In the classical tradition

Mary W. Griepen

November 10, 1993|By Mary W. Griepen

IT IS nearly mid-November, and the 1993-1994 season of the Baltimore Symphony Orchestra is in full swing. As a subscriber, I always look forward to entering the Meyerhoff's glamorous lobby and trudging up the red-carpeted stairs -- up, up, to the very top, to my senior citizen special reduced rate seat.

But I don't mind the stairs, for long ago my leg muscles were hardened on other stairs at the Meyerhoff's location, Cathedral and Preston.

The Bryn Mawr School for Girls was a formidable structure of brownish-yellow brick. It was entered by a long flight of slate steps and a very, very solid oak door. Inside was a great hallway with terrazzo floors, white ceramic tile walls and another long slate stairway with wrought-iron railings. Three more flights up, one flight down to gym, lockers, swimming pool. The conditioning of students' legs continued on a daily basis.

Bryn Mawr was built to last for centuries. Indeed, when it was finally razed to make way for the concert hall, demolition was extremely difficult.

Nowadays, schools are bright, colorful, people-pleasing. Art work usually features student drawings, sculpture, mobiles, whatever. Not so at the old Bryn Mawr. From the time the building opened in 1890 (it was founded in 1885 in temporary quarters) until it moved to its present Roland Park location in 1933, the art was strictly professional and highly educational.

Mary Elizabeth Garrett, a founder of the school along with M. Carey Thomas and a dauntless group of champions for female education who later coerced the Johns Hopkins Medical School into accepting women and, at the same time, raising its admissions standards, was a devotee of art, especially classical art. She traveled to Europe and brought back lithographs of paintings in European galleries, as well as photographs of cathedrals and Egyptian and Roman ruins.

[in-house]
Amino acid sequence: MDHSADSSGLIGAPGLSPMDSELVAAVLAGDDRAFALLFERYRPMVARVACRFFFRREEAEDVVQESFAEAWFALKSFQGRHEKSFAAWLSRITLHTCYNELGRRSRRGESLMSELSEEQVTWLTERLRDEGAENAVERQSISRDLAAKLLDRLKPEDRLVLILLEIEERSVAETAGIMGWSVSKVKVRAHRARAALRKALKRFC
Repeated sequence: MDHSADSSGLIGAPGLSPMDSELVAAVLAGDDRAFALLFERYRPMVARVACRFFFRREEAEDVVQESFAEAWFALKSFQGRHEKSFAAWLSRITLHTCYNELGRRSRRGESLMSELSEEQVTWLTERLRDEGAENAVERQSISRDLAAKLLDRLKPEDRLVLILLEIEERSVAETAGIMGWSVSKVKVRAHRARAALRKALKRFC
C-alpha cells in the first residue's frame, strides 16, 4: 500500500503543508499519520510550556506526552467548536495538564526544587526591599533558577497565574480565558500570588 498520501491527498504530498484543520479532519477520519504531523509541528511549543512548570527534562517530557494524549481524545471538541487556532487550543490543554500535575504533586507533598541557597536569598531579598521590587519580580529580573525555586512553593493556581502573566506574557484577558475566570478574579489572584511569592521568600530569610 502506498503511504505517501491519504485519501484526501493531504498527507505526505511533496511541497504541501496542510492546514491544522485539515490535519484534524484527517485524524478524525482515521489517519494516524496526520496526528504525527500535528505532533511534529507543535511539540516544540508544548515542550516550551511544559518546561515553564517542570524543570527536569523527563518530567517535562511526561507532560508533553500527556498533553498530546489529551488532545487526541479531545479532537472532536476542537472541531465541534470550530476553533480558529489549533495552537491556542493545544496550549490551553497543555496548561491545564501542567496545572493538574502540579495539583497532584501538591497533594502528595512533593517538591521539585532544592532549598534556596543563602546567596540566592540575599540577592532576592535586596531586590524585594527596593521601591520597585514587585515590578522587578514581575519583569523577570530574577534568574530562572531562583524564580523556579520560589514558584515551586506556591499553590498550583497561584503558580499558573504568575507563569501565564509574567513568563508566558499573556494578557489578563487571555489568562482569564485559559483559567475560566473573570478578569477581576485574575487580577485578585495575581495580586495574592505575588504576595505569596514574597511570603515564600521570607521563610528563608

Every classroom contained suitable pictures: classical ruins in the Latin room, famous authors in the English room. Halfway up the walls of the great, high-ceilinged study hall jutted a shelf of Greek and Roman busts, while higher up the room was circled by a plaster cast of the Parthenon frieze.

BTC Full-length plaster replicas of Greek goddesses greeted students and visitors in the entrance hall. It was education by osmosis, apparently, for during my years at the school no one explained the significance of these objects. Later, when I began visiting museums, I realized to what a remarkable collection of reproductions we had been exposed.

Cheerful and student-friendly Bryn Mawr was not, but the spacious rooms with high ceilings and enormous plate-glass windows were well-ventilated. No one regretted the lack of air conditioning. It hadn't been invented.

I am sure that the school's founding mothers would have been delighted to know that if the building into which they had poured so much time, effort and money had to be sacrificed to changing times and circumstances, an equally fine building was erected in its place, serving as a cultural and educational center for the entire community.

Mary W. Griepenkerl writes from Baltimore.

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